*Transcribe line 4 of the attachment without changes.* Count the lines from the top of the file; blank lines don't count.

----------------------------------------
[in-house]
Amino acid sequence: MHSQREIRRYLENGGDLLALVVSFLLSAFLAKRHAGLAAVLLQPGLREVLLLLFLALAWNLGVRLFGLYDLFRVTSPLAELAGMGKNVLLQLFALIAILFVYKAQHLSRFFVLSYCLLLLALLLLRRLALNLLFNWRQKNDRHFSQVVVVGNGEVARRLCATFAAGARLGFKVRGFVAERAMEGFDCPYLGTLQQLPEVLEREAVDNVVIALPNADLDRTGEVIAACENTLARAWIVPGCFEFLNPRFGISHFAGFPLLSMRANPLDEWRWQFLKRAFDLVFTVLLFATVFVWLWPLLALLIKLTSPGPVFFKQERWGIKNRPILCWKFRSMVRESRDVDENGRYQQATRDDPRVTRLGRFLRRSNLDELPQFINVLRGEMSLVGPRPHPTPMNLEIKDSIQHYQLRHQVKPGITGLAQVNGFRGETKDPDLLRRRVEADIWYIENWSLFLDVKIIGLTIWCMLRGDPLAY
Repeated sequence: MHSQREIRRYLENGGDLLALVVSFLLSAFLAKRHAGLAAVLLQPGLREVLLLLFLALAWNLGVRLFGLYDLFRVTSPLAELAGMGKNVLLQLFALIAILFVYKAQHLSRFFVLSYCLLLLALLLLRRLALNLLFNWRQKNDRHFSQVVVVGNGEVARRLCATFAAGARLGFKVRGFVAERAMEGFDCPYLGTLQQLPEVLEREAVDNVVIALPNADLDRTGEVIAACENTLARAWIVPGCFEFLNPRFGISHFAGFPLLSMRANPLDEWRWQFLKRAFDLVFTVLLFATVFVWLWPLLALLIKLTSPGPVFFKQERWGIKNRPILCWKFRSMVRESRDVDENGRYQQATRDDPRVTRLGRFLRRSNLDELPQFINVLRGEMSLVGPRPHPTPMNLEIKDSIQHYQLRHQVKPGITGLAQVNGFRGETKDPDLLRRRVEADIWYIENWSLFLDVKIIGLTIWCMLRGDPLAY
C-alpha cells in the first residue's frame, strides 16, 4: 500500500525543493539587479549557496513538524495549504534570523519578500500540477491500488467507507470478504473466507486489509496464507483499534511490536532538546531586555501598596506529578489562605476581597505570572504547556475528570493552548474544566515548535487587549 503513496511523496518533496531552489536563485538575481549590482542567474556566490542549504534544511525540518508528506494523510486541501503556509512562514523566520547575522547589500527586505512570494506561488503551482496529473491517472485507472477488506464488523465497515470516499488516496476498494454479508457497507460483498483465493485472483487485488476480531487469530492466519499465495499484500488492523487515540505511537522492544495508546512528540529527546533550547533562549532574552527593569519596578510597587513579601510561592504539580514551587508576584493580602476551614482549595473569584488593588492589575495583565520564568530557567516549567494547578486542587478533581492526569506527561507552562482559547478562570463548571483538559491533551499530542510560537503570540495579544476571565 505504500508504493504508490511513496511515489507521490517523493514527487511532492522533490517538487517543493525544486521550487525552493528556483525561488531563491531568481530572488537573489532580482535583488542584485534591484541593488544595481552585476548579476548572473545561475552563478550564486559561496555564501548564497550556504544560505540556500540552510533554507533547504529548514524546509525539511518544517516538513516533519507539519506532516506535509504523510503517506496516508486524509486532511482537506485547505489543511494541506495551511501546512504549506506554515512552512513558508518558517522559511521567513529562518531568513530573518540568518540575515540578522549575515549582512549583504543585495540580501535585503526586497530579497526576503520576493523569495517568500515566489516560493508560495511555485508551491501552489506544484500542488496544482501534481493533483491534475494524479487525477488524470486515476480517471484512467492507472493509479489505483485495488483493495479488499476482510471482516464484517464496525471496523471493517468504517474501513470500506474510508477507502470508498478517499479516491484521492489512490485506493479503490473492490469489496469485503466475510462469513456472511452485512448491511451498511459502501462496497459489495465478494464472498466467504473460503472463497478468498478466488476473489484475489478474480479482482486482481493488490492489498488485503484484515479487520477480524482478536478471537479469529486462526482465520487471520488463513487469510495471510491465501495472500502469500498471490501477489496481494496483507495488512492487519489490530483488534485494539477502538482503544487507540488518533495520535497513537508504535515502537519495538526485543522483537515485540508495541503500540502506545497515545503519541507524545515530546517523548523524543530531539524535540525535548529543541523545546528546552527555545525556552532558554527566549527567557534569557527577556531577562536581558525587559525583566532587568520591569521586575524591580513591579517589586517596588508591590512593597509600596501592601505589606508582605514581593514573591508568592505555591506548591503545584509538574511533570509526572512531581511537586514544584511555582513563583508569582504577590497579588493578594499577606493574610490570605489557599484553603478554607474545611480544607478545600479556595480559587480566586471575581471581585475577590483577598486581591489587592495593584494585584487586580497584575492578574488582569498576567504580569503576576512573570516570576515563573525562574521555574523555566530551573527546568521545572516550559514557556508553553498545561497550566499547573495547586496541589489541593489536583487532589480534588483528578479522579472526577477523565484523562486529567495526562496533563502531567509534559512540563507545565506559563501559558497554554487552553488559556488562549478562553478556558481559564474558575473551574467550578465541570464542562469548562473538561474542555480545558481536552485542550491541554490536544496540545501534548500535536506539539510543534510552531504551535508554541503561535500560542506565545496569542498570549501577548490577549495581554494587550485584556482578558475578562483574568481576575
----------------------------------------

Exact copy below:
C-alpha cells in the first residue's frame, strides 16, 4: 500500500525543493539587479549557496513538524495549504534570523519578500500540477491500488467507507470478504473466507486489509496464507483499534511490536532538546531586555501598596506529578489562605476581597505570572504547556475528570493552548474544566515548535487587549 503513496511523496518533496531552489536563485538575481549590482542567474556566490542549504534544511525540518508528506494523510486541501503556509512562514523566520547575522547589500527586505512570494506561488503551482496529473491517472485507472477488506464488523465497515470516499488516496476498494454479508457497507460483498483465493485472483487485488476480531487469530492466519499465495499484500488492523487515540505511537522492544495508546512528540529527546533550547533562549532574552527593569519596578510597587513579601510561592504539580514551587508576584493580602476551614482549595473569584488593588492589575495583565520564568530557567516549567494547578486542587478533581492526569506527561507552562482559547478562570463548571483538559491533551499530542510560537503570540495579544476571565 505504500508504493504508490511513496511515489507521490517523493514527487511532492522533490517538487517543493525544486521550487525552493528556483525561488531563491531568481530572488537573489532580482535583488542584485534591484541593488544595481552585476548579476548572473545561475552563478550564486559561496555564501548564497550556504544560505540556500540552510533554507533547504529548514524546509525539511518544517516538513516533519507539519506532516506535509504523510503517506496516508486524509486532511482537506485547505489543511494541506495551511501546512504549506506554515512552512513558508518558517522559511521567513529562518531568513530573518540568518540575515540578522549575515549582512549583504543585495540580501535585503526586497530579497526576503520576493523569495517568500515566489516560493508560495511555485508551491501552489506544484500542488496544482501534481493533483491534475494524479487525477488524470486515476480517471484512467492507472493509479489505483485495488483493495479488499476482510471482516464484517464496525471496523471493517468504517474501513470500506474510508477507502470508498478517499479516491484521492489512490485506493479503490473492490469489496469485503466475510462469513456472511452485512448491511451498511459502501462496497459489495465478494464472498466467504473460503472463497478468498478466488476473489484475489478474480479482482486482481493488490492489498488485503484484515479487520477480524482478536478471537479469529486462526482465520487471520488463513487469510495471510491465501495472500502469500498471490501477489496481494496483507495488512492487519489490530483488534485494539477502538482503544487507540488518533495520535497513537508504535515502537519495538526485543522483537515485540508495541503500540502506545497515545503519541507524545515530546517523548523524543530531539524535540525535548529543541523545546528546552527555545525556552532558554527566549527567557534569557527577556531577562536581558525587559525583566532587568520591569521586575524591580513591579517589586517596588508591590512593597509600596501592601505589606508582605514581593514573591508568592505555591506548591503545584509538574511533570509526572512531581511537586514544584511555582513563583508569582504577590497579588493578594499577606493574610490570605489557599484553603478554607474545611480544607478545600479556595480559587480566586471575581471581585475577590483577598486581591489587592495593584494585584487586580497584575492578574488582569498576567504580569503576576512573570516570576515563573525562574521555574523555566530551573527546568521545572516550559514557556508553553498545561497550566499547573495547586496541589489541593489536583487532589480534588483528578479522579472526577477523565484523562486529567495526562496533563502531567509534559512540563507545565506559563501559558497554554487552553488559556488562549478562553478556558481559564474558575473551574467550578465541570464542562469548562473538561474542555480545558481536552485542550491541554490536544496540545501534548500535536506539539510543534510552531504551535508554541503561535500560542506565545496569542498570549501577548490577549495581554494587550485584556482578558475578562483574568481576575